Bulawan nga Usa: The Gems of the Golden Ilonggo Film 

By Rjay Zuriaga Castor and Mariela Angella Oladive

Deep within the majestic mountains of Dingle and San Enrique lies a legendary tale of the golden deer, a mythical creature that promises a single wish to anyone who lays eyes upon it.

Are you ready to dare to venture up the rugged slopes in a chance to make your deepest desires come true?

Set to inspire viewers to pursue their dreams and fulfill their deepest desires, Bulawan nga Usa, an Ilonggo-produced film, has finally been on its first day of screening at the highly awaited Cinemalaya Film Festival 2023. As we embark on the film’s mystical journey about self-discovery, in the spotlight also are talented novice and experienced Ilonggo actors who bring the characters to life, delivering masterful performances that stir emotions and make the film come alive.

A First-Timer’s Tale 

Akin to casting diamonds in the rough, one of the most exciting aspects of the film to look forward to is the debut of two young actors, CJ Agasita and John Neil Paguntalan. Despite having no prior acting experience, these young talents showcase their innocence, raw emotions, and fresh perspectives on the big screen.

CJ Agasita, a 12-year-old boy from Brgy. Olango, Miagao, portrays the role of young Makoy, who loves listening to his grandfather’s stories.

Meanwhile, John Neil Paguntalan, a 10-year-old boy from Brgy. Alimodias, Miagao, plays the character of Minggo, a mountain boy whose presence becomes pivotal to the protagonist’s journey.

During the casting process, acting coach Laragene Servando-Retazo noted that Paguntalan stood out among all the auditionees because of his exceptional talent and potential.

“He is very nice, a very sincere child. He is a bit shy but answers whenever asked. The vibe director Kenneth is looking for is in him,” she said.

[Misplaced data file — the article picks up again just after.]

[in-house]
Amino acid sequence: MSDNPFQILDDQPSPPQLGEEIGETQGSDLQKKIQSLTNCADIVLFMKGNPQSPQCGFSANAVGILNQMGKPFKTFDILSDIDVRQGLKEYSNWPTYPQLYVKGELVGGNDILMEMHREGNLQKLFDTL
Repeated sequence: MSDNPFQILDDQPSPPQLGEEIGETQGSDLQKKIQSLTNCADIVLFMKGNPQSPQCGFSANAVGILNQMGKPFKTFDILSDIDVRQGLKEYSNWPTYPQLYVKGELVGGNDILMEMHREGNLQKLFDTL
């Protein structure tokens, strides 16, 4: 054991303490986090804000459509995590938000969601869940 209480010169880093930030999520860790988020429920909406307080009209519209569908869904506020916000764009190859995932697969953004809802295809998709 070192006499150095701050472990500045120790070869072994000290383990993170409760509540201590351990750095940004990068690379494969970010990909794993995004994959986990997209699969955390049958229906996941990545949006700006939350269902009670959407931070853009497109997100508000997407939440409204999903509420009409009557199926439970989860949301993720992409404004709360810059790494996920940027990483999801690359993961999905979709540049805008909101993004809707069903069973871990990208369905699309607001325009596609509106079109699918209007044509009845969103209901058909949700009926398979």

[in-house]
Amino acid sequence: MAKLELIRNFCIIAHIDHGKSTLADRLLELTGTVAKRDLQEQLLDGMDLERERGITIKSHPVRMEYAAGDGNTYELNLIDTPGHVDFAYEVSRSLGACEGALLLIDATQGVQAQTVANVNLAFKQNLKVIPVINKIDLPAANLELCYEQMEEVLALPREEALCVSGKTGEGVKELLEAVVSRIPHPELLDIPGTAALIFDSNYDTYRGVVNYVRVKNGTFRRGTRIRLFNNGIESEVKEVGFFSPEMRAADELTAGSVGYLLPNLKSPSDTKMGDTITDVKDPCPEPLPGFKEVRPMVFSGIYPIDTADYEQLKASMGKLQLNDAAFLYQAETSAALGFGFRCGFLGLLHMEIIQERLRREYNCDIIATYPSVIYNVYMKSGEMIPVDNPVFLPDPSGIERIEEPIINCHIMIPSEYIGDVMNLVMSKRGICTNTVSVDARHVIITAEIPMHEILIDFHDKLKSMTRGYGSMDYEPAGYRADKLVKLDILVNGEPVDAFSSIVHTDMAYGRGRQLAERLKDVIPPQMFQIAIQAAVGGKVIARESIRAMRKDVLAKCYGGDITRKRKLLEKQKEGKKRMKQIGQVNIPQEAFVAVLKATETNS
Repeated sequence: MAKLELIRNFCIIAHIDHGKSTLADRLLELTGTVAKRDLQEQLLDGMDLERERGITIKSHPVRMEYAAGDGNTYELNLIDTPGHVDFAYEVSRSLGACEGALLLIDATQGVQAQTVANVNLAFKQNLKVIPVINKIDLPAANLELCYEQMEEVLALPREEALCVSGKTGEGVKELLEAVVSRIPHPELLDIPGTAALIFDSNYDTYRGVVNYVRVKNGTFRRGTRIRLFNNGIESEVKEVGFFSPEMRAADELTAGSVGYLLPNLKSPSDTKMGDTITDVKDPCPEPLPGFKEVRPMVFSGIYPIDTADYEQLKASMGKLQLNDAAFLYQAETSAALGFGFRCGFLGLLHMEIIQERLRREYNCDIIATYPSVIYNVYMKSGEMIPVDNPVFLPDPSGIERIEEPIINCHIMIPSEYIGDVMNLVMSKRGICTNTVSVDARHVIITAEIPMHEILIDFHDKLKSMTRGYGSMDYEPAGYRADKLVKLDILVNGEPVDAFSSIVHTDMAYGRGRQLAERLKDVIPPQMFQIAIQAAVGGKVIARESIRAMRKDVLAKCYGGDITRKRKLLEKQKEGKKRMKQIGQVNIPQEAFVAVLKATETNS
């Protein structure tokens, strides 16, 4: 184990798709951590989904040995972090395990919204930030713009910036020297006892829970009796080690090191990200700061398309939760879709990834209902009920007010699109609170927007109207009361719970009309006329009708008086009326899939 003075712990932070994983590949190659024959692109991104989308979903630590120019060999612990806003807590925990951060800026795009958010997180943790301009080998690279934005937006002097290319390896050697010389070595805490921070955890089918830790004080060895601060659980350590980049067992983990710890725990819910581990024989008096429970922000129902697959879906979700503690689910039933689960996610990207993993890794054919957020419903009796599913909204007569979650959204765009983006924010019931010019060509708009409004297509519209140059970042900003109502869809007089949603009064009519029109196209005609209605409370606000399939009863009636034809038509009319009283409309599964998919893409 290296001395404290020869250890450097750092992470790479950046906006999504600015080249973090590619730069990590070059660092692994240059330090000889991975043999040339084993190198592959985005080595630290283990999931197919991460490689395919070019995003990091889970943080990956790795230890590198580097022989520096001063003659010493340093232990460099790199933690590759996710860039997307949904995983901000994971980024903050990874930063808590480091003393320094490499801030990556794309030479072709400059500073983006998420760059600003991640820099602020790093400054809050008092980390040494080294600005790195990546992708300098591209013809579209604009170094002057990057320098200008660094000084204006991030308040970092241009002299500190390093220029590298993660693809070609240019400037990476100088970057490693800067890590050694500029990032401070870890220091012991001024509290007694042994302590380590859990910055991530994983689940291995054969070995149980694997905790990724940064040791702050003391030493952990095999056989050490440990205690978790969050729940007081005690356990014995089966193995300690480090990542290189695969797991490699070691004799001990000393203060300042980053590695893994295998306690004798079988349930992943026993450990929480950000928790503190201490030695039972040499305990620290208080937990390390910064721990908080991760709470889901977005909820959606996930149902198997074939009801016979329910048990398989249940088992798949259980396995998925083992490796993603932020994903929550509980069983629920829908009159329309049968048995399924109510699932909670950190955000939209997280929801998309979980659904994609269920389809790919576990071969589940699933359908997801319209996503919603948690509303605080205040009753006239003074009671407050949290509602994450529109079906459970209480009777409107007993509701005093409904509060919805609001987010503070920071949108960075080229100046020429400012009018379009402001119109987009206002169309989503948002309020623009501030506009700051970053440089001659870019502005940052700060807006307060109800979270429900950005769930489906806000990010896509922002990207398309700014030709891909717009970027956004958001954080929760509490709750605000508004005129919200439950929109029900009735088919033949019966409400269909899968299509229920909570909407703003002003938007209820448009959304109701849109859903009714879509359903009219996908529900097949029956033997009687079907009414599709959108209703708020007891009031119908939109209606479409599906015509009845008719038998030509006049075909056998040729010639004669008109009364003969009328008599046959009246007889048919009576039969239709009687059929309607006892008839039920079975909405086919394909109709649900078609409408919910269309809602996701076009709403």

Agasita’s physical features, such as his complexion and body type, were considered during the selection process to resemble the adult Makoy.

Being a first-timer cast member, however, has its share of challenges.

The children had little experience in front of the camera before shooting. To make them less awkward, the team did several sequence testing so they could get used to the camera.

Agasita and Paguntalan also completed a ten-day acting workshop at the University of the Philippines Visayas-Miagao Campus to familiarize themselves with acting nuances.

During pre-production, Agasita adjusted his accent to sound like a native Hiligaynon speaker from the city, although he is from Miagao, and his native language is Karay-a. His adjustment required significant effort and support from his mother.

“CJ [portraying]  the role of young Makoy [is] supposed to speak as someone from Iloilo City but he is from Miagao [— he is a Karay-a speaker]. There is really a big leap of adjustments for the young actors since everything for them is new. They never even had the chance to watch in a cinema,” Servando-Retazo said.

Paguntalan, on the other hand, was initially timid, but since he has more scenes than the young Makoy, his development in terms of understanding and playing his character is much more apparent.

“I made it simpler for the kids,” said Ratazo, describing her training approach when working with the children.

She began by letting them read the script multiple times for them to fully comprehend the story and their characters. Subsequently, she allowed them to express their understanding before explaining it in a language they could easily understand. As a result, the children developed a profound emotional connection with their roles and demonstrated growth throughout the shooting process.

“Emotionally, the development of kids towards acting went out towards the end of the shooting days. It was maybe because they already understood [the story and their character] well,” she said.

From Stage to Screen 

Ron Matthews Espinosa takes on the lead role of adult “Makoy”. Just like the character he is portraying, he also embarks on the journey of self-discovery as he transitions from acting on the stage as a theater actor to being a lead actor for a film on the silver screen.

Joining him is fellow theater actress Tara Rose Lozano-Molin, who portrays the role of Linda, Minggo’s loving mother.  Also making a comeback is UPV Prof. Babbeth Fuentes-Vargas who played the role of Makoy’s mother.